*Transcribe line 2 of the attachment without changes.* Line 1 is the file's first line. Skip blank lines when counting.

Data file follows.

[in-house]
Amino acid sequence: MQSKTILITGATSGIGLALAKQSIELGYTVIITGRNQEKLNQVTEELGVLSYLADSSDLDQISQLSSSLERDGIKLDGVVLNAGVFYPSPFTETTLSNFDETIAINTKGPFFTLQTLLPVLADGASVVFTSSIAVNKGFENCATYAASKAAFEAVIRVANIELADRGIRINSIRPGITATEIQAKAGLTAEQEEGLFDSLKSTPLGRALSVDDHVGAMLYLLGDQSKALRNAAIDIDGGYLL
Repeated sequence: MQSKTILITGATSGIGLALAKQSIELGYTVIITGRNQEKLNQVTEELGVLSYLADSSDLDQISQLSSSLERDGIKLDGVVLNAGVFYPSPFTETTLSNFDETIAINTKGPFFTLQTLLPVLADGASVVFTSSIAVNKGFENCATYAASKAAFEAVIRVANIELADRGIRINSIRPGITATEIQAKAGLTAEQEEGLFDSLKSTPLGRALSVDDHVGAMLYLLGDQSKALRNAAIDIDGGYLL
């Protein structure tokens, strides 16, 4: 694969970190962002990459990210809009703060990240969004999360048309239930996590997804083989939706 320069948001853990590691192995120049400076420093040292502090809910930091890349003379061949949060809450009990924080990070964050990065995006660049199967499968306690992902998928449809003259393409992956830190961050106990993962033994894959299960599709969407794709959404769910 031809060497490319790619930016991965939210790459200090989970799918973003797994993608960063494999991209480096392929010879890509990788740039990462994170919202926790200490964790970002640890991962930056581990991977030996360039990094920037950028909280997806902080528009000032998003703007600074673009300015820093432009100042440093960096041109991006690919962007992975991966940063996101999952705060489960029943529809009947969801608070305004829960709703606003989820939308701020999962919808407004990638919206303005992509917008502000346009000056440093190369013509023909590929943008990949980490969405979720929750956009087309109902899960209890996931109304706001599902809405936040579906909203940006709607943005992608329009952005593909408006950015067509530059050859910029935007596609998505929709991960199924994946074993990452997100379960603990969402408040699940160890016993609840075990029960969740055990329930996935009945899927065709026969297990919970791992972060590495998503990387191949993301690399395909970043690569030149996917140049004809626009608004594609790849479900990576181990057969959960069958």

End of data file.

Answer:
Amino acid sequence: MQSKTILITGATSGIGLALAKQSIELGYTVIITGRNQEKLNQVTEELGVLSYLADSSDLDQISQLSSSLERDGIKLDGVVLNAGVFYPSPFTETTLSNFDETIAINTKGPFFTLQTLLPVLADGASVVFTSSIAVNKGFENCATYAASKAAFEAVIRVANIELADRGIRINSIRPGITATEIQAKAGLTAEQEEGLFDSLKSTPLGRALSVDDHVGAMLYLLGDQSKALRNAAIDIDGGYLL